Not only that we had to cut all expenses. Home office put a hold on all our ordering of supplies and try explaining to customers you don’t have toilet paper for the rest rooms. We had to cut all our part-time associates from 32 hours to 25.5 hours. All our full-time associates had their hours cut too. […]

Do you know how hard it is to go to someone that make $8.85 an hour and tell him, sorry but I have to cut you down to 25.5 hours. These people can barely pay their rent as it is and with no notice we cut their hours.

via Decades of Greed: Behind the Scenes With An Angry Walmart Manager.

I don’t have a good answer to this.  It is a moral problem as much as or more than it is a structural problem.  I don’t see how any complicated economic or political structure can function unless there is a critical mass of people who care about the truth, and care about the common good, especially but not only at the top.

Those loaded words, “free markets”

October 25, 2012

The free exchange of goods and services is necessary for the functioning of a modern industrial economy.  It is not just because freedom is good in itself, although it is.  It is not just because free competition spurs companies to produce better goods at lower prices, although it does.

It is that in order to makes decisions within a modern economy, it is necessary to compare relative values.  You can’t do that unless you know the prices of things, and the only non-arbitrary way to set prices is through agreement of a willing buyer and a willing seller.

So the economics profession is perfectly right to start with the concept of free markets as a premise.  The problem is when that concept is taken to a self-defeating extreme.  Free markets are not the same thing as the absence of rules and regulations.  If that were so, Lebanon under the warlords or Haiti after the earthquake would be the greatest free market countries in the world.  The New York Stock Exchange draws investors from all over the world because they have confidence that a listed company’s financial report bears some semblance to reality, and that a broker is not trying to rip them off.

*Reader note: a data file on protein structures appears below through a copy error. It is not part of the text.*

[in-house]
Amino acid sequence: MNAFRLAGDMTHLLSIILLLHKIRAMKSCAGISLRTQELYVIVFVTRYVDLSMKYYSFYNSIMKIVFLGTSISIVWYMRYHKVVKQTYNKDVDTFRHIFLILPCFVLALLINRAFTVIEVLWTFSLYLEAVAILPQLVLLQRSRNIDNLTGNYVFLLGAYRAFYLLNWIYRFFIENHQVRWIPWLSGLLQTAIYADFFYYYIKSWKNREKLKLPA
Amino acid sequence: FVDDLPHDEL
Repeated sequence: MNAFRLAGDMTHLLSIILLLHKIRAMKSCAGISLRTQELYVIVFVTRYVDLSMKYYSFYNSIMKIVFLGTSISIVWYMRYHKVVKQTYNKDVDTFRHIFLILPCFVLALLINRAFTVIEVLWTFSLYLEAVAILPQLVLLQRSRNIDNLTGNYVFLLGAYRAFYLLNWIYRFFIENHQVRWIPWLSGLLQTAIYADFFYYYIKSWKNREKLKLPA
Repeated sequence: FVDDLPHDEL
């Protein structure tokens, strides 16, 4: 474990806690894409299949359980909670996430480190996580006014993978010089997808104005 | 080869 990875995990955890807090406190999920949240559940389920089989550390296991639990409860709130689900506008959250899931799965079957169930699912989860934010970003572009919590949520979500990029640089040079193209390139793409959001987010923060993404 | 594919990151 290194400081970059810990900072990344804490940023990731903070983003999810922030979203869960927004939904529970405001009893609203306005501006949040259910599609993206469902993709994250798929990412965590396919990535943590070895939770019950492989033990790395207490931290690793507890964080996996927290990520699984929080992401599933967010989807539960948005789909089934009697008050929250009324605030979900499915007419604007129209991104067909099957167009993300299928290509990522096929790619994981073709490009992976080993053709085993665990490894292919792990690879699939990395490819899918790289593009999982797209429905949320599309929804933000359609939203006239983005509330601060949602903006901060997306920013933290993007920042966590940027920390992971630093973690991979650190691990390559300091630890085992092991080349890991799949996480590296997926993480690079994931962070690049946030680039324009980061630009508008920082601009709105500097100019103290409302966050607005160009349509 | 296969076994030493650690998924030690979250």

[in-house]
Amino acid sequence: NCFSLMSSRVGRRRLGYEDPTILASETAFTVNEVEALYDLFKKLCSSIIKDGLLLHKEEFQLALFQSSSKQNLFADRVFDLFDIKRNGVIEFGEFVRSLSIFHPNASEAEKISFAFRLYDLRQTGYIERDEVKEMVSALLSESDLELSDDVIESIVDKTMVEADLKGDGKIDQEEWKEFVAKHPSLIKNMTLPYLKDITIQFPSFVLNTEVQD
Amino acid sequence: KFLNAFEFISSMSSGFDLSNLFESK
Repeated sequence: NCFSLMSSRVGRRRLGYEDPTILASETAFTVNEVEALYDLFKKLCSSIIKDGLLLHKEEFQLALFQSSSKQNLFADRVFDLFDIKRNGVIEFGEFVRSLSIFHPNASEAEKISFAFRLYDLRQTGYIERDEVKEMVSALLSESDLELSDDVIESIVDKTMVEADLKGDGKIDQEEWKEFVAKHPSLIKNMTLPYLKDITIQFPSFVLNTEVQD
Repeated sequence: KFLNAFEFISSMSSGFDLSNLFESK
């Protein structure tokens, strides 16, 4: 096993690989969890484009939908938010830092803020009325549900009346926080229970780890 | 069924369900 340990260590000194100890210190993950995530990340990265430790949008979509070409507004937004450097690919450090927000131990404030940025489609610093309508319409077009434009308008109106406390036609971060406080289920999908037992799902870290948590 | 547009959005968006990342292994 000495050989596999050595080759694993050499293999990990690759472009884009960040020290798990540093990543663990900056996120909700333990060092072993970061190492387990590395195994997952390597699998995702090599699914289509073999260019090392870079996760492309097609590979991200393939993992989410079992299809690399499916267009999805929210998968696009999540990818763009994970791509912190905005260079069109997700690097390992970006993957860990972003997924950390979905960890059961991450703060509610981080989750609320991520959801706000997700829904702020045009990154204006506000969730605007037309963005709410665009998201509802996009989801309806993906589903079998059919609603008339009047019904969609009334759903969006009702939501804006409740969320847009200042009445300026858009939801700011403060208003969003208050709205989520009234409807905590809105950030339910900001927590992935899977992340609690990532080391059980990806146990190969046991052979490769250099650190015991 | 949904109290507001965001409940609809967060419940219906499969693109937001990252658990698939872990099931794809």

To say that rules and regulations as such are inconsistent with the free market is like saying traffic lights and speed limits are inconsistent with free driving.  You could make the argument that individual drivers are better able than traffic police to decide when to stop and start and how fast to go, but that is not a freedom that would be meaningful to me.

The test of a proposed law are regulation is (1) whether it is consistent with basic Constitutional rights, (2) whether it promotes the common good and (3) whether it can be enforced impartially.

For insight into what happens when decision-makers decide that “free markets” can function without law and regulation, I recommend Yves Smith’s book, ECONned: How Unenlightened Self-Interest Undermined Democracy and Corrupted Capitalism and her web log, naked capitalism.

A reality checker for economic illusion

October 25, 2012

I recently read a number of books during the past couple of years about Wall Street and the events leading up to the 2008 financial crash.  The latest is ECONned: How Unenlighted Self-Interest Undermined Democracy and Corrupted Capitalism.  It was published two years ago, but unfortunately is still as relevant as it was then.

What this book offers that the previous ones didn’t is an analysis of how bad policies were based on unproved but widely accepted economic theories, and how these theories continued to be accepted even though evidence had proved them wrong.

One example is the Arrow-Debreu Theorem, a mathematical proof that for any commodity at any given time, there will be a price that will clear the market—that is, leave no sellers with unsold goods or buyers with unsold orders.

econnedThe Arrow-Debreu Theorem assumes perfectly competitive markets, buyers and sellers with equal information, no buyer or seller big enough to influence the market, separate markets for different locations and a futures market with no limits on time or place.

In other words, it assumes conditions that never were and never will be.  It is like the joke about the physicists who came up with a formula for predicting the outcome of horse races, based on the assumption of spherical horses racing in a vacuum.